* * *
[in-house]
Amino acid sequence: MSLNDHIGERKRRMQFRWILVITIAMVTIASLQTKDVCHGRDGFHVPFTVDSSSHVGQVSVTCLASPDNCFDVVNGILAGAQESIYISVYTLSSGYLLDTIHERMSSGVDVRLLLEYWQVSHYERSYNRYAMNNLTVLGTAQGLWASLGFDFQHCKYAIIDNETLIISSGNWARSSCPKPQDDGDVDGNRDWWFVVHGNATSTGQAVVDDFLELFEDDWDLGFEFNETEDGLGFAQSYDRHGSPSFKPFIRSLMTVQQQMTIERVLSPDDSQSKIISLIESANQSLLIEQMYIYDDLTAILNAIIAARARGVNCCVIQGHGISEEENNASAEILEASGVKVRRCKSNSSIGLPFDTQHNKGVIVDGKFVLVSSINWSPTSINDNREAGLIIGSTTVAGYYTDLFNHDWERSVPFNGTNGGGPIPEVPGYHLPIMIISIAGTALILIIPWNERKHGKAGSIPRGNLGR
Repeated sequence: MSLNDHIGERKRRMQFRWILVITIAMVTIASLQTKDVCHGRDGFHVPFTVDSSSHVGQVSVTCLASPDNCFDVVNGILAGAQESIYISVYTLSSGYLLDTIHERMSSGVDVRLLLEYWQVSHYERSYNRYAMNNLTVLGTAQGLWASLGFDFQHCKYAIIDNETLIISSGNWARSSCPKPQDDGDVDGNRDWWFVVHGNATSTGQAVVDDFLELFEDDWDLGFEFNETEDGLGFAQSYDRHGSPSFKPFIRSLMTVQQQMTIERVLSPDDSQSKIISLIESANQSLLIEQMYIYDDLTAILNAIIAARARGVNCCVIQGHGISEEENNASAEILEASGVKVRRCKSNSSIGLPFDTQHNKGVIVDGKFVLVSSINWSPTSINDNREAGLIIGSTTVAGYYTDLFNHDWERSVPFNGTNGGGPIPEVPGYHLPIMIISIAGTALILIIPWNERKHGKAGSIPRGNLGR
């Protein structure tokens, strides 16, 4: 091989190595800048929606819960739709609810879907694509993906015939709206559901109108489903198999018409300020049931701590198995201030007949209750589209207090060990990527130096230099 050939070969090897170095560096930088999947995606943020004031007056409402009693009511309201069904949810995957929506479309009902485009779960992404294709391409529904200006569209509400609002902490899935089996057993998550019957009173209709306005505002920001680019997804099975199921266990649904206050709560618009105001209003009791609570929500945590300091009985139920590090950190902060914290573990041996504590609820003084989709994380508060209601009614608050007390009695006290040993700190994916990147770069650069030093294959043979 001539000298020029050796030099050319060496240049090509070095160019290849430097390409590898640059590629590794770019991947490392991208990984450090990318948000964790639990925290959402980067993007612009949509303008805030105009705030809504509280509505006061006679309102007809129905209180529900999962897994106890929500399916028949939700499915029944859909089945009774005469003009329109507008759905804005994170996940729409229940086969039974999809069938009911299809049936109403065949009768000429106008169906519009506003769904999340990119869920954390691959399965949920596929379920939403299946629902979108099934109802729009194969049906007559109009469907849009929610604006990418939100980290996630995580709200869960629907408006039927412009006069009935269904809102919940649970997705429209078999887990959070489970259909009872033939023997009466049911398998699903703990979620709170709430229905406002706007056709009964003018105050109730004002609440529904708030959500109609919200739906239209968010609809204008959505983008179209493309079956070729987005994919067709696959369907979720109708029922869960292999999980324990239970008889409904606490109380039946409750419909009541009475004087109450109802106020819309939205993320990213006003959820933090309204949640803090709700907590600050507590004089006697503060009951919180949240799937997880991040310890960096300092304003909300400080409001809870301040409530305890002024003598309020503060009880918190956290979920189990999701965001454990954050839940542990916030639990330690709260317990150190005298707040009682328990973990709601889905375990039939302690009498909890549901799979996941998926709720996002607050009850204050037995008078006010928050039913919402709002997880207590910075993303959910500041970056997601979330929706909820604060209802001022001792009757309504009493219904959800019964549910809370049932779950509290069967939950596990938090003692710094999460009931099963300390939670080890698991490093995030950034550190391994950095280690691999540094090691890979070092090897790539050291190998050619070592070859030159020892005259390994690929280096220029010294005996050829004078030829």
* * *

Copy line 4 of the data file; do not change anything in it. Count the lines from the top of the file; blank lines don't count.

């Protein structure tokens, strides 16, 4: 091989190595800048929606819960739709609810879907694509993906015939709206559901109108489903198999018409300020049931701590198995201030007949209750589209207090060990990527130096230099 050939070969090897170095560096930088999947995606943020004031007056409402009693009511309201069904949810995957929506479309009902485009779960992404294709391409529904200006569209509400609002902490899935089996057993998550019957009173209709306005505002920001680019997804099975199921266990649904206050709560618009105001209003009791609570929500945590300091009985139920590090950190902060914290573990041996504590609820003084989709994380508060209601009614608050007390009695006290040993700190994916990147770069650069030093294959043979 001539000298020029050796030099050319060496240049090509070095160019290849430097390409590898640059590629590794770019991947490392991208990984450090990318948000964790639990925290959402980067993007612009949509303008805030105009705030809504509280509505006061006679309102007809129905209180529900999962897994106890929500399916028949939700499915029944859909089945009774005469003009329109507008759905804005994170996940729409229940086969039974999809069938009911299809049936109403065949009768000429106008169906519009506003769904999340990119869920954390691959399965949920596929379920939403299946629902979108099934109802729009194969049906007559109009469907849009929610604006990418939100980290996630995580709200869960629907408006039927412009006069009935269904809102919940649970997705429209078999887990959070489970259909009872033939023997009466049911398998699903703990979620709170709430229905406002706007056709009964003018105050109730004002609440529904708030959500109609919200739906239209968010609809204008959505983008179209493309079956070729987005994919067709696959369907979720109708029922869960292999999980324990239970008889409904606490109380039946409750419909009541009475004087109450109802106020819309939205993320990213006003959820933090309204949640803090709700907590600050507590004089006697503060009951919180949240799937997880991040310890960096300092304003909300400080409001809870301040409530305890002024003598309020503060009880918190956290979920189990999701965001454990954050839940542990916030639990330690709260317990150190005298707040009682328990973990709601889905375990039939302690009498909890549901799979996941998926709720996002607050009850204050037995008078006010928050039913919402709002997880207590910075993303959910500041970056997601979330929706909820604060209802001022001792009757309504009493219904959800019964549910809370049932779950509290069967939950596990938090003692710094999460009931099963300390939670080890698991490093995030950034550190391994950095280690691999540094090691890979070092090897790539050291190998050619070592070859030159020892005259390994690929280096220029010294005996050829004078030829």